Headlines: Negative Indian Ocean Dipole (IOD) and Weak LA NINA likely to drive Australian weather during the late Winter into Spring 2021 as LA NINA WATCH continues.
Discussion: The latest on the Nino 3.4 region in the western tropical pacific region nino 3.4 is that there is now a 50% chance of a LA NINA of weak intensity developing in the late winter/early spring period (late August-October). A LA NINA WATCH has therefore been issued for the last 4 weeks as sea sub-surface temperatures have cooled significantly over the past few months and weeks. Also adding to this is the fact that at least one-third of the surveyed models are showing cooling of more then -0.8c below average for the western tropical pacific ocean by spring which also warrants a WATCH contributing overall to a a shift from a neutral ENSO. a LOW chance of a El Nino developing throughout the Southern Hemisphere Winter to Spring. However a Positive IOD is likely at some stage likely peaking in September/October seeing below average rainfall to set in across parts of Southern and Southeastern Australia as we head into spring. While a weakening trend away from EL NINO is likely also peaking around spring during September before a slight increase towards EL NINO re-occurs near the end of the Forecast Period.
The current NINO 3.4 state of play sees the majority of the surveyed International Models indicating a weakening trend of EL NINO back into INACTIVE thresholds into spring and a POSITIVE IOD LIKELY going into spring bring a increasing chance of below average rainfall to Southern and Southeastern Australia into spring delaying the start of the storm season 2019/20 and a very dry start into the lead up of Summer in Southern/Southeastern Australia.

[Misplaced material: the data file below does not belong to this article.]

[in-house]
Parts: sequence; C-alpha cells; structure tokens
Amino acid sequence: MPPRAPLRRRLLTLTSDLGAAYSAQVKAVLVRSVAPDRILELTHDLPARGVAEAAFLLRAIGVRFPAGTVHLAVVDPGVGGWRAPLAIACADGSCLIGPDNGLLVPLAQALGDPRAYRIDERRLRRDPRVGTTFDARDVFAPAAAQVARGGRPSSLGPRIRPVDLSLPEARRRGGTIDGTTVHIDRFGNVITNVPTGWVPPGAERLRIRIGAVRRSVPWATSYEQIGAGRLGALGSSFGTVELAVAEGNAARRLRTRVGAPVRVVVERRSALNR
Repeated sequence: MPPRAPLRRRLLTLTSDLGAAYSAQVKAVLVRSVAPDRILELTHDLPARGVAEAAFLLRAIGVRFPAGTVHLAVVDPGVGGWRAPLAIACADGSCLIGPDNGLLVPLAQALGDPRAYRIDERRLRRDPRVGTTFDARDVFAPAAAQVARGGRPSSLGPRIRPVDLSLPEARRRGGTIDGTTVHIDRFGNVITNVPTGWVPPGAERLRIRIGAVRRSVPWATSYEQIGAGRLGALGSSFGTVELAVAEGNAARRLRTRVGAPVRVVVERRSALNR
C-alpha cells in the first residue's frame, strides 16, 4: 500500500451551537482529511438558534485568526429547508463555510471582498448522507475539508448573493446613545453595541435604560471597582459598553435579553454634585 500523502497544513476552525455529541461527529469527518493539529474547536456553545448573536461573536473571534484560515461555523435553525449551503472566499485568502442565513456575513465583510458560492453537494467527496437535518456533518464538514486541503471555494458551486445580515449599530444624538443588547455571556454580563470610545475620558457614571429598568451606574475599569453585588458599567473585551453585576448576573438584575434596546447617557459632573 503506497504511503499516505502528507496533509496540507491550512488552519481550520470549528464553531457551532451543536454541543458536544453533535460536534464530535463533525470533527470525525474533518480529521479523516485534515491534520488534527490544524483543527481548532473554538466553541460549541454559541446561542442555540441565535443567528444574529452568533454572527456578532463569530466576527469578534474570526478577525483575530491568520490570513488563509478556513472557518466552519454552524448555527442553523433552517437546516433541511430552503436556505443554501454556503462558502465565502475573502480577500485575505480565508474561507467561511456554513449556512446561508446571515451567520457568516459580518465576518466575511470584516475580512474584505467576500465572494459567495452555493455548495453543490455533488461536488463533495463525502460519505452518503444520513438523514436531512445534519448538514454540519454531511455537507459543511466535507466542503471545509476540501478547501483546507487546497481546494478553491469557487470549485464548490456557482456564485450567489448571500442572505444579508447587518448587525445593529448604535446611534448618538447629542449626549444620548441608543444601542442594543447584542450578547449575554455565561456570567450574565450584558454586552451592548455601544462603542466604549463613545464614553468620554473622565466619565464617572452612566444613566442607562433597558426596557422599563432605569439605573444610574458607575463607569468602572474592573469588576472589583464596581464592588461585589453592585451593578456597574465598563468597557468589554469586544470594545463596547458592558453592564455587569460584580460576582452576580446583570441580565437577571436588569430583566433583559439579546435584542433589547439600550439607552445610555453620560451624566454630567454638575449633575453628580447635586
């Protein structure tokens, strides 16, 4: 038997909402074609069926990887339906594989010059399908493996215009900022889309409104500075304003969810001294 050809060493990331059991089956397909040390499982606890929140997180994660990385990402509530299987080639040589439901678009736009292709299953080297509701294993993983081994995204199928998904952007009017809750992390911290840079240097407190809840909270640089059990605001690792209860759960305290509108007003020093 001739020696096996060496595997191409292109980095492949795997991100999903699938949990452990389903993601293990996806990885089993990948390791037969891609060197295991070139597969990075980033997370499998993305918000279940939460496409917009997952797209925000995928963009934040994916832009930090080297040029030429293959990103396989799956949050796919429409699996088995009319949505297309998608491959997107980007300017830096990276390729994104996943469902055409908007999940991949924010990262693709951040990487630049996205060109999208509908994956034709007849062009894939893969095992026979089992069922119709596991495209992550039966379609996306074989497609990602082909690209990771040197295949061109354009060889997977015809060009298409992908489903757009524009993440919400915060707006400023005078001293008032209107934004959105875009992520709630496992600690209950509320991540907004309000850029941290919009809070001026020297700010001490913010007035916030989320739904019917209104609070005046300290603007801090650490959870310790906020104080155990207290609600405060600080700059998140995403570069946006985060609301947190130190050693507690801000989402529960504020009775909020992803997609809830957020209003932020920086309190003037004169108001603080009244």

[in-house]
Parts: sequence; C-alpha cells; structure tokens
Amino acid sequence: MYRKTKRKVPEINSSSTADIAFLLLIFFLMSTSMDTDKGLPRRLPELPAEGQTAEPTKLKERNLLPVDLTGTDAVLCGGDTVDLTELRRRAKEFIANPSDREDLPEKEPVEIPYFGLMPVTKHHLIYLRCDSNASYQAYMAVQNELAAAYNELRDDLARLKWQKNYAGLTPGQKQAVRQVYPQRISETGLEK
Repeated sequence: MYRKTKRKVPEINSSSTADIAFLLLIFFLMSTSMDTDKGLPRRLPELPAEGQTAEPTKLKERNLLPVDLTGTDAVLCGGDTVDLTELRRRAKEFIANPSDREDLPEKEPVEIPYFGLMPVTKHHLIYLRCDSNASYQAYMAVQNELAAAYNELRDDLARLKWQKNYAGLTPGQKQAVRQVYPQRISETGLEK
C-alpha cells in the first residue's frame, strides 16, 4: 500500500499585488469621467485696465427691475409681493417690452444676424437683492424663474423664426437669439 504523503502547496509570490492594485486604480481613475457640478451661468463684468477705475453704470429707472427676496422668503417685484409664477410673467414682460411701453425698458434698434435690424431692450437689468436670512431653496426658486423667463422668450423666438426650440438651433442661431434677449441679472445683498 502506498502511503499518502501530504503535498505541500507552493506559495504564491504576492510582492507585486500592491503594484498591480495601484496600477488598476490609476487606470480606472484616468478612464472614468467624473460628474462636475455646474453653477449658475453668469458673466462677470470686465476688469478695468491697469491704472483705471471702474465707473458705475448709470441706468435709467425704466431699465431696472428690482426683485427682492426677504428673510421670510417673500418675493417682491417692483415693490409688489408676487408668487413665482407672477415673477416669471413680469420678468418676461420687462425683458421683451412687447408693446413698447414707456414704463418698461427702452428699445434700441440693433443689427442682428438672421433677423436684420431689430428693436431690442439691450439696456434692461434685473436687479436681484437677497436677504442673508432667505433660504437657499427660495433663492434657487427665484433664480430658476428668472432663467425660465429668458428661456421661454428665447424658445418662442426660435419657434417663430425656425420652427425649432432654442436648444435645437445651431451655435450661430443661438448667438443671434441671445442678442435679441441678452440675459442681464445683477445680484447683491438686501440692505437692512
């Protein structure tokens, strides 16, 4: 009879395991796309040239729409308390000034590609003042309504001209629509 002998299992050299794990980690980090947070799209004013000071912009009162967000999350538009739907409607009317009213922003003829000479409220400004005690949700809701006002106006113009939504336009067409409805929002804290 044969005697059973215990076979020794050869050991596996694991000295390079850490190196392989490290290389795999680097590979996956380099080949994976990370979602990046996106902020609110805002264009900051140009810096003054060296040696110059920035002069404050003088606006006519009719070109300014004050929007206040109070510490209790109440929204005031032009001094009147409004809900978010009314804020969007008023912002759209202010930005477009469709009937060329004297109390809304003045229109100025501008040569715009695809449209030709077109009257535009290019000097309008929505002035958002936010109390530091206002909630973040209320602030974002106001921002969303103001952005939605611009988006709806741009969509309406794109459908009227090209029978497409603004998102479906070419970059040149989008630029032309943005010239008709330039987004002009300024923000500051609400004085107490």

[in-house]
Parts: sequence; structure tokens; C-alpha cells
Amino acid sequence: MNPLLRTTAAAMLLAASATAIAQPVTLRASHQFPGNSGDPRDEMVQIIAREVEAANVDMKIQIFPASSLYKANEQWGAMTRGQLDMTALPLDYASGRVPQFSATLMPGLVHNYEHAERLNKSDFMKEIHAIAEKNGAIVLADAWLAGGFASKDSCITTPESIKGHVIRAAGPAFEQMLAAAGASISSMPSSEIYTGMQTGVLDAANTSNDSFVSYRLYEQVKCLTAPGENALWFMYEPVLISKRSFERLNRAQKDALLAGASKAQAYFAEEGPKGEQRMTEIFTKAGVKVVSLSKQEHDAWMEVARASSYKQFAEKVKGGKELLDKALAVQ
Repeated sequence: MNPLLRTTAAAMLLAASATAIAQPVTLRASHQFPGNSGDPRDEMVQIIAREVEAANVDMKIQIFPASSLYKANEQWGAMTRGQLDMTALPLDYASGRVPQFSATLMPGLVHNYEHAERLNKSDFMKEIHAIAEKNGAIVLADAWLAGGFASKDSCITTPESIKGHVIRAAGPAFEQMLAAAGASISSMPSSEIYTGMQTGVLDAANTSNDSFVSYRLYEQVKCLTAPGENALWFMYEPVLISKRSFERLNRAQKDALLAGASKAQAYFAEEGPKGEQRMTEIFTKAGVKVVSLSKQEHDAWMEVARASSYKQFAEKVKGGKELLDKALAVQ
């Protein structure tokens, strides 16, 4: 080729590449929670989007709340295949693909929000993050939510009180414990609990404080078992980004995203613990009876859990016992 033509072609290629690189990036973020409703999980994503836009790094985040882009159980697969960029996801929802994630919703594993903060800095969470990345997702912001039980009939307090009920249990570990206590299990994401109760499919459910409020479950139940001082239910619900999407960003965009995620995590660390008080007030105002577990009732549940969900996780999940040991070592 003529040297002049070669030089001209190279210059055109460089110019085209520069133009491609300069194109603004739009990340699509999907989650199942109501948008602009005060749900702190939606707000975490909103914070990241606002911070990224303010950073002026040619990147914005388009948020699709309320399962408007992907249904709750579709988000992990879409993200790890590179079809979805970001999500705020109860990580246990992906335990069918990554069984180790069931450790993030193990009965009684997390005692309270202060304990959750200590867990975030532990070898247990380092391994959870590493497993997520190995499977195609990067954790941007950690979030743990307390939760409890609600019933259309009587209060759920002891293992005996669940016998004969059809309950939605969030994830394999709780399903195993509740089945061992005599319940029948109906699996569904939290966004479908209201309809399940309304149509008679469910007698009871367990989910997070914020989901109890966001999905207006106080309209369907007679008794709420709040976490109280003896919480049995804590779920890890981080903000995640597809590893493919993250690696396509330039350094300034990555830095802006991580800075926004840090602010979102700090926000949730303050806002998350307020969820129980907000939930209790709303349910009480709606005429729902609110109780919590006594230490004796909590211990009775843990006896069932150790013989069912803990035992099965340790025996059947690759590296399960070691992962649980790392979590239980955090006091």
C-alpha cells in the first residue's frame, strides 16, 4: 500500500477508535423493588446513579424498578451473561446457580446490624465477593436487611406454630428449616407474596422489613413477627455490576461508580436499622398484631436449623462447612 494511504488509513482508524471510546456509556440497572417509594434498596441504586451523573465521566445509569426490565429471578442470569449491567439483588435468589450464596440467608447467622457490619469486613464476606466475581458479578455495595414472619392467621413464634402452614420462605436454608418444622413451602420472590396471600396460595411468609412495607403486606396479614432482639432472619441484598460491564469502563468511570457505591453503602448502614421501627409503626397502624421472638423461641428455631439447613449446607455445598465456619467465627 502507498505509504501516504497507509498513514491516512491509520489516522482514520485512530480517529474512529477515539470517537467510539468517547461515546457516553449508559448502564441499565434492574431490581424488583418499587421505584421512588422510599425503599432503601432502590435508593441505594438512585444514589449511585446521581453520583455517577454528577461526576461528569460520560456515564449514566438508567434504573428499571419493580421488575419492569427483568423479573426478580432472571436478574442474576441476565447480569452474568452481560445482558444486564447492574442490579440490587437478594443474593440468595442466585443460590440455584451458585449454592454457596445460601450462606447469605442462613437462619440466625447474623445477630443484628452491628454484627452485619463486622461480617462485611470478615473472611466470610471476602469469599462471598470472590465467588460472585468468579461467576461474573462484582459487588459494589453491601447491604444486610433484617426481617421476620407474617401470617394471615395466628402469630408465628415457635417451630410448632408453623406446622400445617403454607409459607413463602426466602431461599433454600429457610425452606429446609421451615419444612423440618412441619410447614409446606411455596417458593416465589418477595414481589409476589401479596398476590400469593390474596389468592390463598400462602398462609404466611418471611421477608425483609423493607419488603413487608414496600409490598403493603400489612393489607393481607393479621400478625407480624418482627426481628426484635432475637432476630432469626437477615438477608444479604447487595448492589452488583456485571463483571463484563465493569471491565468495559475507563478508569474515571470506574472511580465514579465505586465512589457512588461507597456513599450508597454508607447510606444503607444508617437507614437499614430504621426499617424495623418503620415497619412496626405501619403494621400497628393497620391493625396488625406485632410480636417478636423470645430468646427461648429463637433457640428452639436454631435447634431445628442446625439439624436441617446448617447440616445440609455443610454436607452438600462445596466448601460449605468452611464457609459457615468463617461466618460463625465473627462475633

State of Play Breakdown:
So what is needed for a LA NINA ALERT to be issued? Below is a checklist of factors that must be satisfied before the Bureau will issue a ALERT for a LA NINA event in the tropical western pacific ocean:
All four of the following criteria need to be satisfied for a LA NINA WATCH to be issued:
- Current climate state: ENSO phase is currently neutral or declining El Niño.
SOI analogues: Of the 10 years that most closely resemble the current SOI pattern, 4 or more have shown La Niña characteristics. ?
Sub-surface: Significant sub-surface cooling has been observed in the western or central equatorial Pacific Ocean.
- Models: One-third or more of surveyed climate models show sustained cooling to at least 0.8 °C below average in the NINO3 or NINO3.4 regions of the Pacific Ocean by late winter or spring.
All four of the following criteria need to be satisfied for a LA NINA to be DECLARED and issued:
- Sea surface temperature: Temperatures in the NINO3 or NINO3.4 regions of the Pacific Ocean are 0.8 °C cooler than average.
- Winds: Trade winds have been stronger than average in the western or central equatorial Pacific Ocean during any three of the last four months.
- SOI: The three-month average SOI is +7 or higher.
- Models: A majority of surveyed climate models show sustained cooling to at least 0.8 °C below average in the NINO3 or NINO3.4 regions of the Pacific Ocean until the end of the year.
=Criteria NOT MET.
Out of all the international models three of the seven (3 of 7) show a chance of a weak la Nina forming by at least October, been the UKMET, NOAA and the BoM which means we have already met one of the criteria under models to issue a La Nina Alert phase.
Other International Models:
Climate Picture Update:
IOD (Indian Ocean Dipole):
MJO (Madden Julian-Oscillation):
SAM (Southern Annular Mode):
Issued: 25th June 2019. Next Update: 9th July 2019.